Government Recovers $4.2 Billion in Medicare and Medicaid Fraud–With Numbers This Good Using Anti Fraud Analytics To Help
Posted Feb 11 2013 4:46pm
It took a while but in the last year HHS now enjoys some of the same algorithmic fraud detection methods as used by commercial insurers. Of course it pays off as the alternative without this type of mining claims is that a lot more fraud gets through when hidden. This is better than what we heard back in September of 2012 when all we accused of cheating with nothing brought to the table but I assume this was generated only by the point that recent news at that time showed higher expenditures in Medicare. The government responses are getting uncannily similar to watching the bots on the stock market bot jumping around, as they react to what's in the news too except these are people and not bots:) With numbers and algorithms they are up and down when you look at real time.
Last week we had this, hurry up and write that code:) Believe me every vendor that could do it faster would so what was up with this..more folks that don’t understand the short order code kitchen burned down a few years ago and these things take time. I said back in 2009 that it would take a 2-3 years before the job of HHS secretary would be about 80% Health IT related and here we have it today.
Lack of IT or computer science here of late seems to be chasing a lot of folks out of jobs as it’s not easy to be a chief these days without some of this and be a non participant. Today Small Business Exec announced leaving, so again it’s hard up at the top when you can’t walk and chew a little code now and then:) If you don’t have a little of this in your background then you think different too and data mechanic perceptions as to what is possible and time elements get way off. I have had years of that and still see it today all over the social networks with perceptions from folks outside the industry way off from digital reality. It’s not their job to know all oft this either but people in the industry should try to offer the layman a “real” explanation so one can learn a little and not have to rely on powdered up OMG media stories. The PBS Frontline documentary looked bad too with the prosecutor, at least on the screen didn’t show any real body language of confidence, saw it in the first 5 minutes of talk.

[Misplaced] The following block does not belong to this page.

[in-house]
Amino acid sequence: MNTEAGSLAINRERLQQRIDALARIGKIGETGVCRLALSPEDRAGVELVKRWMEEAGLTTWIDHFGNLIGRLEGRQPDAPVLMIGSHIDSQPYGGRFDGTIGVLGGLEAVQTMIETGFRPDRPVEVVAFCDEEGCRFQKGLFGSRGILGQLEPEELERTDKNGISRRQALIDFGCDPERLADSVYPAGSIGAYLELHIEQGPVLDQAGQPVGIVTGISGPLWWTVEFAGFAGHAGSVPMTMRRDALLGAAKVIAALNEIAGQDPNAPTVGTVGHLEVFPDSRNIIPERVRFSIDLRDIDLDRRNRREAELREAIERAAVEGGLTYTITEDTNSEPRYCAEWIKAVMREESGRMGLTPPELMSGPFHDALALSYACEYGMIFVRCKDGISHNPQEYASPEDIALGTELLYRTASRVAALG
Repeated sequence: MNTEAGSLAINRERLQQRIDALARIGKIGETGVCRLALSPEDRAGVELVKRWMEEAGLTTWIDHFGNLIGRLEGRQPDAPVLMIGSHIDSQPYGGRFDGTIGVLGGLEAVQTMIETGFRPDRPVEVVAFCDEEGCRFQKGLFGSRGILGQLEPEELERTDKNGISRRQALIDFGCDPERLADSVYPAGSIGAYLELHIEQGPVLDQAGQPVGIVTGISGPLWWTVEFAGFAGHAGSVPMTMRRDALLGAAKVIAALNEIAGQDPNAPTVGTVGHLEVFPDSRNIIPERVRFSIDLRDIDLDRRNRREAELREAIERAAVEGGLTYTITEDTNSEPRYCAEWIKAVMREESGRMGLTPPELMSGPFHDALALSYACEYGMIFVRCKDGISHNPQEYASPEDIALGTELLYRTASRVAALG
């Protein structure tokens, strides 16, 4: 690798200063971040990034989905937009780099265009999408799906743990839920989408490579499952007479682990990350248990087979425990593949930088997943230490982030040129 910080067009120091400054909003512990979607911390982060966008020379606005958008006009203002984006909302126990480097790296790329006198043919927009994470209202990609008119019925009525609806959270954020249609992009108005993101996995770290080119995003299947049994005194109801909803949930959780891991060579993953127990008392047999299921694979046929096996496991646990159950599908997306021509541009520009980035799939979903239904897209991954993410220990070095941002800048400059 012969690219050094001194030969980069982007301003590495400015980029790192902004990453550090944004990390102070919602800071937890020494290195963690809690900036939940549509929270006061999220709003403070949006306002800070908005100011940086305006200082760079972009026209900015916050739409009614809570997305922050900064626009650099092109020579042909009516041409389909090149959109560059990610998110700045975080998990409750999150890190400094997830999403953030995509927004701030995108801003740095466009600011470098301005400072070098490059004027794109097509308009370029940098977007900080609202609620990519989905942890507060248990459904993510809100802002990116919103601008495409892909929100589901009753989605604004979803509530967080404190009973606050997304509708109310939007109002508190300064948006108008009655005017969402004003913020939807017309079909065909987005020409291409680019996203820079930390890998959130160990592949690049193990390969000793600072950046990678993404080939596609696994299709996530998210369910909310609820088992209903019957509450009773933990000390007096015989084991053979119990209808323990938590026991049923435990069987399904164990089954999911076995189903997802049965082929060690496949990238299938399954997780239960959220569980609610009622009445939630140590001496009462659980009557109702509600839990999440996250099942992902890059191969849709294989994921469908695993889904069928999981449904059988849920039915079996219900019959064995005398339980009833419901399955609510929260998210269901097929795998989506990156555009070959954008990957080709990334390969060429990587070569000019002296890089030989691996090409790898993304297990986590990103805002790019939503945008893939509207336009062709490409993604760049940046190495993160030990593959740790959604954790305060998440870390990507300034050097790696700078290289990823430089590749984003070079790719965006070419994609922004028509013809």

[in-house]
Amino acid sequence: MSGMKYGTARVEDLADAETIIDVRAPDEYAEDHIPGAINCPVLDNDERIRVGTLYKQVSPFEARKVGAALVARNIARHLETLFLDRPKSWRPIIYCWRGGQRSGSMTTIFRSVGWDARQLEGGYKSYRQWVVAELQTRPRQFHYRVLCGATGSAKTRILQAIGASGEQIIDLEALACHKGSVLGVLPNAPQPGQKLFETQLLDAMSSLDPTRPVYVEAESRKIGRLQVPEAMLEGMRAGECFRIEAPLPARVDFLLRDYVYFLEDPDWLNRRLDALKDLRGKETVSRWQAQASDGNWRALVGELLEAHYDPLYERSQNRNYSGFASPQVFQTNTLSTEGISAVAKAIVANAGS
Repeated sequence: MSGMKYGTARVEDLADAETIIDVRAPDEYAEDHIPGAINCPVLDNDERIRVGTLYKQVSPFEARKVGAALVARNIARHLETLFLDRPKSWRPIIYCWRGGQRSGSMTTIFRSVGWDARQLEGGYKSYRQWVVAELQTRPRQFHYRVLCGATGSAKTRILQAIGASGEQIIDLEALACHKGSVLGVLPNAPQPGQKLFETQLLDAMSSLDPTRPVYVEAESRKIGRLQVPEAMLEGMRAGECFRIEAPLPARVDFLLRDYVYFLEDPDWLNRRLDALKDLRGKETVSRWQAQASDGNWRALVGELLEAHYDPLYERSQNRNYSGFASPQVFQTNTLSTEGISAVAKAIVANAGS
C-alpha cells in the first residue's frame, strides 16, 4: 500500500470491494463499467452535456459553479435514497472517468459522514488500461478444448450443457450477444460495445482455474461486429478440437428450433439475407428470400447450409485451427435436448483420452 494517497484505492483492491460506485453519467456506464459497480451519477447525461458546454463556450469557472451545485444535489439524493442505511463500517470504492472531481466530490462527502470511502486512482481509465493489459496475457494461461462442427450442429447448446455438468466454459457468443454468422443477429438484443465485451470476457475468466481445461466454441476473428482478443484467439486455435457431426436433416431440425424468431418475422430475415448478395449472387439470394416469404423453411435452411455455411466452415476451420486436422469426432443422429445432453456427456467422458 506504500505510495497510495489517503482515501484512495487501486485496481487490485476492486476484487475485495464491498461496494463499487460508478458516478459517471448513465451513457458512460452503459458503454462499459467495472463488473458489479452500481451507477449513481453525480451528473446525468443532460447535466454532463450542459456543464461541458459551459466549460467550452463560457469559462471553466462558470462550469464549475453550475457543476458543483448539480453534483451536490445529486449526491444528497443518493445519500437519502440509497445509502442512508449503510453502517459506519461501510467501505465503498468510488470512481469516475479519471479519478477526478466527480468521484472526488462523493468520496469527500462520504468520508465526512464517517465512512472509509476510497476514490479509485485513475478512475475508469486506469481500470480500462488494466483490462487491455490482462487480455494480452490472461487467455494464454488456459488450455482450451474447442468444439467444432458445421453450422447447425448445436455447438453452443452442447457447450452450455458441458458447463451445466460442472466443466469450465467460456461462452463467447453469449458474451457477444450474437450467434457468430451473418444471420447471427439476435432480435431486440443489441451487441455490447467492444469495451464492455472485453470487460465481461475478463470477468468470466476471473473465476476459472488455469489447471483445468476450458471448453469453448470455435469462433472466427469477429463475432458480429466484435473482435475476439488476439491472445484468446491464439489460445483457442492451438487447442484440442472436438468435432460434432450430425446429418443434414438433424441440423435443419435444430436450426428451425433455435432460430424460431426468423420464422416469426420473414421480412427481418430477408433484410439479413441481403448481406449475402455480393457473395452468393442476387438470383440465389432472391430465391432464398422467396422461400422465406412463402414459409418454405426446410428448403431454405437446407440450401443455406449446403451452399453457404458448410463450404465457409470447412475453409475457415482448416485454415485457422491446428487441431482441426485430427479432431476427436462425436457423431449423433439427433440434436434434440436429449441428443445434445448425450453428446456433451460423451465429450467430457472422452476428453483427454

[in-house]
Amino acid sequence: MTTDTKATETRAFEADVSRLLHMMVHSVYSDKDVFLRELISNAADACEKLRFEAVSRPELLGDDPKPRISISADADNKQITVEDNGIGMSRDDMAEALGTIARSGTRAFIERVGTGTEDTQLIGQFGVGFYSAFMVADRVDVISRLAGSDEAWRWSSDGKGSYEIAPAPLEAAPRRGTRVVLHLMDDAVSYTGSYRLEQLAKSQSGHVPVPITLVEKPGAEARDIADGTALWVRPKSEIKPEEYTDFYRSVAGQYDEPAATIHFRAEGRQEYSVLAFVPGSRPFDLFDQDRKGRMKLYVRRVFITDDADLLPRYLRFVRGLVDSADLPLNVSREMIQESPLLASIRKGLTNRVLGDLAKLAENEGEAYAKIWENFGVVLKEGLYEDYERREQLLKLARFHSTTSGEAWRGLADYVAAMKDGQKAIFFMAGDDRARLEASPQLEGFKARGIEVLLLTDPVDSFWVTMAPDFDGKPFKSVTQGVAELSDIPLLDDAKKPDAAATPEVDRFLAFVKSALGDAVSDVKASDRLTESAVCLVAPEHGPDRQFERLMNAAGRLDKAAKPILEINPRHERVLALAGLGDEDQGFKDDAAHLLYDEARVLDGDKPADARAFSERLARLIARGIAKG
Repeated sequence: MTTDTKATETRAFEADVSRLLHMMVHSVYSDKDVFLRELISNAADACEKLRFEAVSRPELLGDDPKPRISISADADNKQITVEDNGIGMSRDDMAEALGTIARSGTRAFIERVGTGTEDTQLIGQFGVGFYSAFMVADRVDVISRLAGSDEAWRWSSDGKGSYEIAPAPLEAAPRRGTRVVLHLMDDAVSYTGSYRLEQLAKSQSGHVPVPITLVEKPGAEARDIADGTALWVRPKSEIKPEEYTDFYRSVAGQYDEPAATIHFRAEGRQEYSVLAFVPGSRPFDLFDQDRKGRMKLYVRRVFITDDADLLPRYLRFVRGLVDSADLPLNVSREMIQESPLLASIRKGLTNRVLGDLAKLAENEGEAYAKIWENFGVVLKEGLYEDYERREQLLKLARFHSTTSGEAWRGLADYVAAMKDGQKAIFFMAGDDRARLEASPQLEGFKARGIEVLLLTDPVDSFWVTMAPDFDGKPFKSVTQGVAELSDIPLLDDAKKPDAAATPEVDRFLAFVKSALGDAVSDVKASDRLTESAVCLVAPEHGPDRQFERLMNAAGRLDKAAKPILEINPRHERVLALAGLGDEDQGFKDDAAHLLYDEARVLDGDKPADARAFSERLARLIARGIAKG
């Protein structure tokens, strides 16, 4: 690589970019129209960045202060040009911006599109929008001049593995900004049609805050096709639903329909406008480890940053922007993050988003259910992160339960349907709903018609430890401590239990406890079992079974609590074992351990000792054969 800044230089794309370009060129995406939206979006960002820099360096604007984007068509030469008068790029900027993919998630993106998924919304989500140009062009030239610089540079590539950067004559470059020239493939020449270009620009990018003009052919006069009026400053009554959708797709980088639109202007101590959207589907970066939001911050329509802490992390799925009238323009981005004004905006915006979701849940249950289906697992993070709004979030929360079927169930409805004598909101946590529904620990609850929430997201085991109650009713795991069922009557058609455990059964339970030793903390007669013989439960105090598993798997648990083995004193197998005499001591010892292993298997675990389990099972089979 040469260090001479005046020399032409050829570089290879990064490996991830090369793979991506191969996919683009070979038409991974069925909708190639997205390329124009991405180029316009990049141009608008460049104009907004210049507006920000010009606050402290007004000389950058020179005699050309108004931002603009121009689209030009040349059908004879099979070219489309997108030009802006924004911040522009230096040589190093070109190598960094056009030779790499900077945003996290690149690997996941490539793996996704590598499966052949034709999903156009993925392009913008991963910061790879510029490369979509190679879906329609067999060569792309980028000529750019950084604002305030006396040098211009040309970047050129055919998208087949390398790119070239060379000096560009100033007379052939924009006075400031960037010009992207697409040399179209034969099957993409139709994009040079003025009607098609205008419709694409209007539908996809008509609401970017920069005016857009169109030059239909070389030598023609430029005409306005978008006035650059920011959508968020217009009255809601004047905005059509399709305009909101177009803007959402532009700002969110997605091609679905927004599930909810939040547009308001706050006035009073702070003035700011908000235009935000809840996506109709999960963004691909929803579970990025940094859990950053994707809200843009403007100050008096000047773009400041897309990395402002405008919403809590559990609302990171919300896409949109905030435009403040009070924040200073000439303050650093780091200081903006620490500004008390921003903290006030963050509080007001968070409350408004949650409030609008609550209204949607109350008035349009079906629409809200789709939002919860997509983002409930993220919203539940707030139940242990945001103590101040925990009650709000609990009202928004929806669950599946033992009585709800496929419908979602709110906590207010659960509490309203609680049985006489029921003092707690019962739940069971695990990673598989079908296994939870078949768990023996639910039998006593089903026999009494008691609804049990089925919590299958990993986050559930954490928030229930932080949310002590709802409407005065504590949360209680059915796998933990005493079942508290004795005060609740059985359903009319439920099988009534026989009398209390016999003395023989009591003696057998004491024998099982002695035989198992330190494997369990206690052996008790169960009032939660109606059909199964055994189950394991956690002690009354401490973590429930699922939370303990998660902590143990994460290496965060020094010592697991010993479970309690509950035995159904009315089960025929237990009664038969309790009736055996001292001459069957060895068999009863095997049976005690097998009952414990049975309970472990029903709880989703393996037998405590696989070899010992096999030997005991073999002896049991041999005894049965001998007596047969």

Back in July of 2012 there was this about the Office of the Inspector General learning their way around the software and it’s not much different in query that what some of the clearinghouse functions are, but you do see immediate patterns and can grab more low hanging fruit. It works.
Tough at times to get Medicare contractors to kick in more as sometimes with all the subsidiaries insurers own today some may interact with others so by lowering money in one area it could shorten the intake in another subsidiary. Some of the recovered money could have come right off methods like getting paid sooner by insurers too.
One the process is in place a little longer the amount will level off with dollars saved as again the low hanging fruit with patterns will be found, although there’s always someone cooking up something new but history tells you that it will level at some point and then as you tighten down the parameters of the queries care is needed so as not to create mountains of false positives. In addition there’s the most wanted list too and that’s good plus to have visuals out there an very visible.
For every dollar spent investigating healthcare fraud over the past three years, the government recovered $7.90, according to a report released on Monday by Attorney General Eric Holder and Health and Human Services Secretary Kathleen Sebelius.
This was the highest three-year average return on investment in the 16-year history of the federal Health Care Fraud and Abuse Program, the report said.
The Obama administration has stepped up investigations under the program, making the prevention of fraud and waste in healthcare a top priority. The Patient Protection and Affordable Care Act authorized additional tools to fight fraud, including tougher eligibility screening for Medicare providers, increased data sharing among government agencies and greater oversight of private insurance abuses.